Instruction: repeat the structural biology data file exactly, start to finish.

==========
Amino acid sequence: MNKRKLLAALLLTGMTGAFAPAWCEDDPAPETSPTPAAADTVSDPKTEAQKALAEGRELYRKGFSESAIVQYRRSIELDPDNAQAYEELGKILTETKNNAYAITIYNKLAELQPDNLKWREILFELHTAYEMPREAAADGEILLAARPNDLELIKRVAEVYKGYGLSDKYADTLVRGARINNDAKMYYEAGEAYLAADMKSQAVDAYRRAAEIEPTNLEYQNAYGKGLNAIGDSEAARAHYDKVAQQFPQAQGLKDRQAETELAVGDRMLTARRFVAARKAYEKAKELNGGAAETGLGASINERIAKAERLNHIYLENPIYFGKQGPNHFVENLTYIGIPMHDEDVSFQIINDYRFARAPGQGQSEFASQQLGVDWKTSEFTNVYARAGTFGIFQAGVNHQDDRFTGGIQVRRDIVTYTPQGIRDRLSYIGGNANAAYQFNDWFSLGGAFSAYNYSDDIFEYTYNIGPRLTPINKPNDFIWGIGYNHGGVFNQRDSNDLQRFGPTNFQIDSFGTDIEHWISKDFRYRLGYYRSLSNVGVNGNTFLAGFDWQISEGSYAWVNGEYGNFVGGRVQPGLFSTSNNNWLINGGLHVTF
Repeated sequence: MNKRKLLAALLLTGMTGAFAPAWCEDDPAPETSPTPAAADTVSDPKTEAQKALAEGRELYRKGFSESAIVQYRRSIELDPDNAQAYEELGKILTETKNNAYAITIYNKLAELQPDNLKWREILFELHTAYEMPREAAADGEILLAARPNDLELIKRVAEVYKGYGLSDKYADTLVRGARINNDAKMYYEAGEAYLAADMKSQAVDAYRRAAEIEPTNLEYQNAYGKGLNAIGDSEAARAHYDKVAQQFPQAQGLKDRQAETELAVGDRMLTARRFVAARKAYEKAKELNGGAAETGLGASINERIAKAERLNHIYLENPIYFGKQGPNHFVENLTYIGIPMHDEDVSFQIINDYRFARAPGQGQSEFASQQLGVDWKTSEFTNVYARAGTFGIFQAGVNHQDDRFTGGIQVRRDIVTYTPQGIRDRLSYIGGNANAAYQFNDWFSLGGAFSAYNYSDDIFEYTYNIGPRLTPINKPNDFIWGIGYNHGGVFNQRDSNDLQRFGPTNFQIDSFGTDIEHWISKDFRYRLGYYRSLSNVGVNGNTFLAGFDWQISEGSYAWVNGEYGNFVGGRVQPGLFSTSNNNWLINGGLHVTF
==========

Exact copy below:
Amino acid sequence: MNKRKLLAALLLTGMTGAFAPAWCEDDPAPETSPTPAAADTVSDPKTEAQKALAEGRELYRKGFSESAIVQYRRSIELDPDNAQAYEELGKILTETKNNAYAITIYNKLAELQPDNLKWREILFELHTAYEMPREAAADGEILLAARPNDLELIKRVAEVYKGYGLSDKYADTLVRGARINNDAKMYYEAGEAYLAADMKSQAVDAYRRAAEIEPTNLEYQNAYGKGLNAIGDSEAARAHYDKVAQQFPQAQGLKDRQAETELAVGDRMLTARRFVAARKAYEKAKELNGGAAETGLGASINERIAKAERLNHIYLENPIYFGKQGPNHFVENLTYIGIPMHDEDVSFQIINDYRFARAPGQGQSEFASQQLGVDWKTSEFTNVYARAGTFGIFQAGVNHQDDRFTGGIQVRRDIVTYTPQGIRDRLSYIGGNANAAYQFNDWFSLGGAFSAYNYSDDIFEYTYNIGPRLTPINKPNDFIWGIGYNHGGVFNQRDSNDLQRFGPTNFQIDSFGTDIEHWISKDFRYRLGYYRSLSNVGVNGNTFLAGFDWQISEGSYAWVNGEYGNFVGGRVQPGLFSTSNNNWLINGGLHVTF
Repeated sequence: MNKRKLLAALLLTGMTGAFAPAWCEDDPAPETSPTPAAADTVSDPKTEAQKALAEGRELYRKGFSESAIVQYRRSIELDPDNAQAYEELGKILTETKNNAYAITIYNKLAELQPDNLKWREILFELHTAYEMPREAAADGEILLAARPNDLELIKRVAEVYKGYGLSDKYADTLVRGARINNDAKMYYEAGEAYLAADMKSQAVDAYRRAAEIEPTNLEYQNAYGKGLNAIGDSEAARAHYDKVAQQFPQAQGLKDRQAETELAVGDRMLTARRFVAARKAYEKAKELNGGAAETGLGASINERIAKAERLNHIYLENPIYFGKQGPNHFVENLTYIGIPMHDEDVSFQIINDYRFARAPGQGQSEFASQQLGVDWKTSEFTNVYARAGTFGIFQAGVNHQDDRFTGGIQVRRDIVTYTPQGIRDRLSYIGGNANAAYQFNDWFSLGGAFSAYNYSDDIFEYTYNIGPRLTPINKPNDFIWGIGYNHGGVFNQRDSNDLQRFGPTNFQIDSFGTDIEHWISKDFRYRLGYYRSLSNVGVNGNTFLAGFDWQISEGSYAWVNGEYGNFVGGRVQPGLFSTSNNNWLINGGLHVTF